German protesters turned out in full force to voice their anger over the proposed Transatlantic Trade and Investment Partnership (TTIP) deal between the US and EU. The mass demonstration in Hannover saw an estimated 35,000 people march in protest just a day ahead of President Barack Obama's visit to the city to open a trade fair.
Critics of the deal are unhappy about the lack of transparency and fear that it could pose a threat to Germany's environmental and legal standards. "The TTIP between the American continent and Europe is very dangerous for the democracy, for our nature and for the rights of the workers," demonstrator Florian Rohrich told the BBC.
"The rights in America for workers are much lower. It's like the Trojan horse. They can't change our whole system. But they will – because TTIP is written by the groups, by the companies, not by the politicians," Rohrich added.
Despite the huge turnout, the rally was described as peaceful. Participants carried banners with slogans reading "Yes We Can – Stop TTIP!" and one Greenpeace member even dangled from a crane to drive the message home.
The free trade agreement has little support in Germany, with only one in five Germans in favour of TTIP, a survey conducted by the Bertelsmann Foundation found. Conversely, only 18% of the US population oppose the TTIP. Both Obama and German Chancellor Angela Merkel insist that the agreement will boost growth on both sides of the Atlantic.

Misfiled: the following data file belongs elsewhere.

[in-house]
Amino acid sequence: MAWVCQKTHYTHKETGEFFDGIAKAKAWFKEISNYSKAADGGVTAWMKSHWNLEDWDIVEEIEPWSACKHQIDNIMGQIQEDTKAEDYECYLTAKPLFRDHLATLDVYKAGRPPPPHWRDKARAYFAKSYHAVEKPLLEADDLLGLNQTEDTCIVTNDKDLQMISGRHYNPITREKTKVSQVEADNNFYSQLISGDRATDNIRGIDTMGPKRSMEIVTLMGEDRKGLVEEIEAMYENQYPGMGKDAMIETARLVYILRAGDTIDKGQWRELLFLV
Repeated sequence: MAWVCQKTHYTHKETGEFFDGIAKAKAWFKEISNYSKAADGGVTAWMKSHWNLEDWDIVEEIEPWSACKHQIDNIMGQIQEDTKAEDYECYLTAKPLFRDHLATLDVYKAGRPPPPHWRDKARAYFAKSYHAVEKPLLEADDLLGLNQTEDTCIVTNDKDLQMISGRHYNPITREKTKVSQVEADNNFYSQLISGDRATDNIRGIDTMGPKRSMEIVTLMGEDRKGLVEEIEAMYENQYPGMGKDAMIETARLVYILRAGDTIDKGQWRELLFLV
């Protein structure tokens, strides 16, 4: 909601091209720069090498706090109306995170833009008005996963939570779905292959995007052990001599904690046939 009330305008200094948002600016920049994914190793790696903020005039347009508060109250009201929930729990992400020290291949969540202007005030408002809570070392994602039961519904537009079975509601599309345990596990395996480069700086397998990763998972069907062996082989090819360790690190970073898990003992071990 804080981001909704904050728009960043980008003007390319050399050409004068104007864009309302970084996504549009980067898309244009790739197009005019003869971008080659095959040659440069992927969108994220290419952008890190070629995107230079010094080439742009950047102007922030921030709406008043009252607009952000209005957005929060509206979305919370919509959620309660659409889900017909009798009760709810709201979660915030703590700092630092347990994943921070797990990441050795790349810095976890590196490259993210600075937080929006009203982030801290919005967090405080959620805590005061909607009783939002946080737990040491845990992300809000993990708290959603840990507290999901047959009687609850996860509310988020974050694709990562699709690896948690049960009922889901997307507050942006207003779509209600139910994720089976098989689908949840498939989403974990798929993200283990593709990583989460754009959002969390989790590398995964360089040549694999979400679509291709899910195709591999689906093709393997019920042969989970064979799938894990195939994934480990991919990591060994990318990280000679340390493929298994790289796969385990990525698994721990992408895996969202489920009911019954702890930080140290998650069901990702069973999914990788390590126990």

The results from the Bertelsmann Foundation reveal a huge decline in support for free trade. "Two years ago a significant majority of 88% favoured free trade in general," the organisation noted. "According to the latest poll, this approval has tumbled. Currently, only about half of Germans still consider free trade a good idea. More than a quarter reject it entirely. Approval of the TTIP has also suffered in recent years: 55% were in favour in 2014 and 25% against."
Merkel defends deal
In a video statement on 22 April, Merkel assured Germans that the TTIP would not trample on citizens' rights. "We don't want people to have the impression that something is being hushed up here, or that norms are being undermined. The opposite is true," the German leader was quoted as saying by AFP news agency.
The 13th round of TTIP negotiations are due to get underway in New York on 25 April. Officials on both sides of the continent are hoping to agree key aspects of the deal before the end of the year.